Daniel F. LAKE v. Rose Marie LAKE.
The plaintiff, Daniel F. Lake, appeals from the judgment of the trial court dissolving his marriage to the defendant, Rose Marie Lake. He claims that the trial court improperly ordered him to obtain and to maintain life and medical insurance for the benefit of the defendant as part of the judgment of dissolution. We agree and reverse the judgment of the trial court in part.
The plaintiff first claims that the trial court did not have sufficient evidence before it regarding the cost and availability of life insurance and, therefore, in accordance with our holding in Michel v. Michel, 31 Conn.App. 338, 624 A.2d 914 (1993), the court abused its discretion in rendering an order that the plaintiff insure his life for the benefit of the defendant. In response, the defendant contends that General Statutes § 46b-82 allows the court to order either party to maintain life insurance for the benefit of the other in order to secure an award of alimony. In support of her argument, the defendant cites Papageorge v. Papageorge, 12 Conn.App. 596, 598, 533 A.2d 229 (1987), for the proposition that if there is a life insurance policy in effect at the time that dissolution orders are set forth, the court, as a matter of law, has sufficient information before it to order that the plaintiff obtain and maintain a life insurance policy on himself for the defendant's benefit.
Here, the trial court ordered the plaintiff to maintain life insurance in an amount of no less than $100,000, naming the defendant as the irrevocable beneficiary. The plaintiff's financial affidavit reflected that he had one life insurance policy in the face amount of $80,000. At the time of the dissolution, however, pursuant to the order of the court, he was required to liquidate the cash value of this policy and pay half of the policy's value to the defendant's counsel.
Our standard of review is well settled. “We review financial awards in dissolution actions under an abuse of discretion standard. Rostain v. Rostain, 214 Conn. 713, 715-16, 573 A.2d 710 (1990).” Puris v. Puris, 30 Conn.App. 443, 449, 620 A.2d 829 (1993). “In order to conclude that the trial court abused its discretion, we must find that the court either incorrectly applied the law or could not reasonably conclude as it did. Beede v. Beede, 186 Conn. 191, 194, 440 A.2d 283 (1982).” Sweet v. Sweet, 190 Conn. 657, 664, 462 A.2d 1031 (1983).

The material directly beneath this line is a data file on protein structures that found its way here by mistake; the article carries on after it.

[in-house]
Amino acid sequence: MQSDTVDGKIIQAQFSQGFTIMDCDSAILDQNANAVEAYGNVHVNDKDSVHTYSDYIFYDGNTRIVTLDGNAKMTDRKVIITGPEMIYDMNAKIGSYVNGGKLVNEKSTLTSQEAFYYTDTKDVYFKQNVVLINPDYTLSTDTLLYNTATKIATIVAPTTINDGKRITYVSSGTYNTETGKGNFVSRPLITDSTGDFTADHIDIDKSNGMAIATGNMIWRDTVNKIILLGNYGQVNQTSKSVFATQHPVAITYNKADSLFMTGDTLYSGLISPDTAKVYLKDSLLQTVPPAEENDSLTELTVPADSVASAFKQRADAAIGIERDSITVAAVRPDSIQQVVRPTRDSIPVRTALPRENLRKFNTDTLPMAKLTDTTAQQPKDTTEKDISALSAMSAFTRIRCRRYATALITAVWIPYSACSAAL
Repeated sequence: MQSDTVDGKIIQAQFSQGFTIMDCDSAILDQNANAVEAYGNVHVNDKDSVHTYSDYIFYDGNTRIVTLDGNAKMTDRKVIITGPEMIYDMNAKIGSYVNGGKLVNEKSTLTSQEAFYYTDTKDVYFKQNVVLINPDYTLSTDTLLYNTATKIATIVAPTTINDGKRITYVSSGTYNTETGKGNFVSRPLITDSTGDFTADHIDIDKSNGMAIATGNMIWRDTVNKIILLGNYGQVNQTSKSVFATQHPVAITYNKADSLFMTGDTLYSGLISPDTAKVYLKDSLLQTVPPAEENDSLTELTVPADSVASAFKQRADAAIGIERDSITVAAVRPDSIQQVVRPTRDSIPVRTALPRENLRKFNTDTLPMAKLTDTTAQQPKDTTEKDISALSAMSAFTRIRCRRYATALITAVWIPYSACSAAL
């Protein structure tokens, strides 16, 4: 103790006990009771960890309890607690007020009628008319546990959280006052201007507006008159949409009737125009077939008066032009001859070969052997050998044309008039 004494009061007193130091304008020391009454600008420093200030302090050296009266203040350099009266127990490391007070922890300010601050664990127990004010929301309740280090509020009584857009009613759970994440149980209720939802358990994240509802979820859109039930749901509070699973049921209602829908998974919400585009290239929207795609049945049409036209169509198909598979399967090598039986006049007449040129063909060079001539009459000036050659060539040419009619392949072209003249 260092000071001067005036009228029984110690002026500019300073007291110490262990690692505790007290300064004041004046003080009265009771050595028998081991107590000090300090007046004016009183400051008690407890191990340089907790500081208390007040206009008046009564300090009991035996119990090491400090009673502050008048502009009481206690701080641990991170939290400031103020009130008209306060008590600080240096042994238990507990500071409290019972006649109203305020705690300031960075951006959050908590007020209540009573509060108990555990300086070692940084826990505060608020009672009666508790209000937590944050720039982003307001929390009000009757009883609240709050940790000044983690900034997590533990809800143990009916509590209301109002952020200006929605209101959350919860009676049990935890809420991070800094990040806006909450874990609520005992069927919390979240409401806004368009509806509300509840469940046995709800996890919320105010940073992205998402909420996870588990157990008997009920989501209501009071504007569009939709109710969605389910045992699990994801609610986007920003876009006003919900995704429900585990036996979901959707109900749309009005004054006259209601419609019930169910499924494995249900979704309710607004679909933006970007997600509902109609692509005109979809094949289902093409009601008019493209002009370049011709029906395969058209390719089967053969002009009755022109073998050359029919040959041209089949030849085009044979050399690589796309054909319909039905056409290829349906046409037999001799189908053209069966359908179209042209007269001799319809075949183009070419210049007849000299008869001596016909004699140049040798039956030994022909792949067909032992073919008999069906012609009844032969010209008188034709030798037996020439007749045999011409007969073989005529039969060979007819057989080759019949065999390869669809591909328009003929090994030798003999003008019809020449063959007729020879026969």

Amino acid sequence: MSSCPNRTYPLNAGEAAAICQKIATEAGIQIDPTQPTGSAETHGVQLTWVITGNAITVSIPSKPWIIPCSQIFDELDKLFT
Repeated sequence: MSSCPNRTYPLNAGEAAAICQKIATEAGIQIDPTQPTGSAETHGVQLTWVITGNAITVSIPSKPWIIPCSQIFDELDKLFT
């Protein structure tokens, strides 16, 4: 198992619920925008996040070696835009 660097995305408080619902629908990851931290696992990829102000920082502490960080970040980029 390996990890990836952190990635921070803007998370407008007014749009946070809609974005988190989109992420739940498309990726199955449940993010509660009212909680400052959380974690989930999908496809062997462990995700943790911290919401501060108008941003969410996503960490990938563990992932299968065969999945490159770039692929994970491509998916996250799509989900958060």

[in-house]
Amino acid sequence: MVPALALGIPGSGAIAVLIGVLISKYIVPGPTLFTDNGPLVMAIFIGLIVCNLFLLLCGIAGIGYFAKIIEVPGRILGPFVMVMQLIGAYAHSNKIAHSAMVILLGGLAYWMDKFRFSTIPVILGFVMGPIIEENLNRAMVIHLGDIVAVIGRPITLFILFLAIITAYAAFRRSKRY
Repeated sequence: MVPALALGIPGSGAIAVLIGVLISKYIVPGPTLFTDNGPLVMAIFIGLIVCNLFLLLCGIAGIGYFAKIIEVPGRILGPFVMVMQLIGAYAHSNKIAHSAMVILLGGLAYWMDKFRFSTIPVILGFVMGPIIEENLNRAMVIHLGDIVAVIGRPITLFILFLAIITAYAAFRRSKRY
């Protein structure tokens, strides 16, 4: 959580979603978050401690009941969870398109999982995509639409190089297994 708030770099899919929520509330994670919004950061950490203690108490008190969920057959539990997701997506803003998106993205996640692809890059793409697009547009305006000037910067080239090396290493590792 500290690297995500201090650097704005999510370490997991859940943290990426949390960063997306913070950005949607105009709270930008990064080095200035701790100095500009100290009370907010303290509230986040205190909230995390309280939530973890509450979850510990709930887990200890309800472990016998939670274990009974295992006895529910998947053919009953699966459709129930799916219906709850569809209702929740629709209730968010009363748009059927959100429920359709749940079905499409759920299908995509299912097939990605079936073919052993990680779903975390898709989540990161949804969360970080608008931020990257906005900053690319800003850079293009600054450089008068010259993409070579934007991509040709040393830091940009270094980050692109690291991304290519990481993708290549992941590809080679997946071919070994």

The pivotal issue in this appeal is whether the court had sufficient evidence before it regarding the cost and the availability of the life insurance that it ordered the plaintiff to obtain and to maintain for the defendant's benefit. We conclude that the resolution of this issue is controlled by Michel v. Michel, supra, 31 Conn.App. 338, 624 A.2d 914. In Michel, we held that “the trial court, in its commendable desire to ensure that funds would be available for the support of the defendant ․ attempted to make a fund available for that purpose through the vehicle of life insurance. Such an order is very often an appropriate and necessary component of a judgment of dissolution of marriage. Indeed, orders requiring the maintenance of life insurance have been approved on numerous occasions by our courts. See Leo v. Leo, 197 Conn. 1, 495 A.2d 704 (1985); Wolk v. Wolk, 191 Conn. 328, 464 A.2d 780 (1983); Broaca v. Broaca, 181 Conn. 463, 435 A.2d 1016 (1980); Mauro v. Mauro, 16 Conn.App. 680, 548 A.2d 471 (1988); Papageorge v. Papageorge, [supra, 12 Conn.App. 596, 533 A.2d 229]. In each of these cases, however, it is important to note that the life insurance policy was in existence at the time of the judgment. The trial court in each of these cases, therefore, had available to it all of the information necessary to craft an appropriate order regarding such insurance․ Without knowing the availability of such insurance, the trial court has entered an order with which the plaintiff may not be able to comply․ Under these circumstances, we must conclude that the court's order regarding life insurance lacks a reasonable basis in the facts.” Michel v. Michel, supra, 31 Conn.App. at 340-41, 624 A.2d 914; see also Wolf v. Wolf, 39 Conn.App. 162, 171-72, 664 A.2d 315 (1995).
In the present case, there was no evidence before the trial court regarding the cost to the plaintiff of obtaining and maintaining life insurance in the amount of $100,000, or whether such insurance is available to the plaintiff. Pursuant to our decision in Michel, this evidence was requisite to the trial court's determination that the plaintiff obtain and maintain a life insurance policy.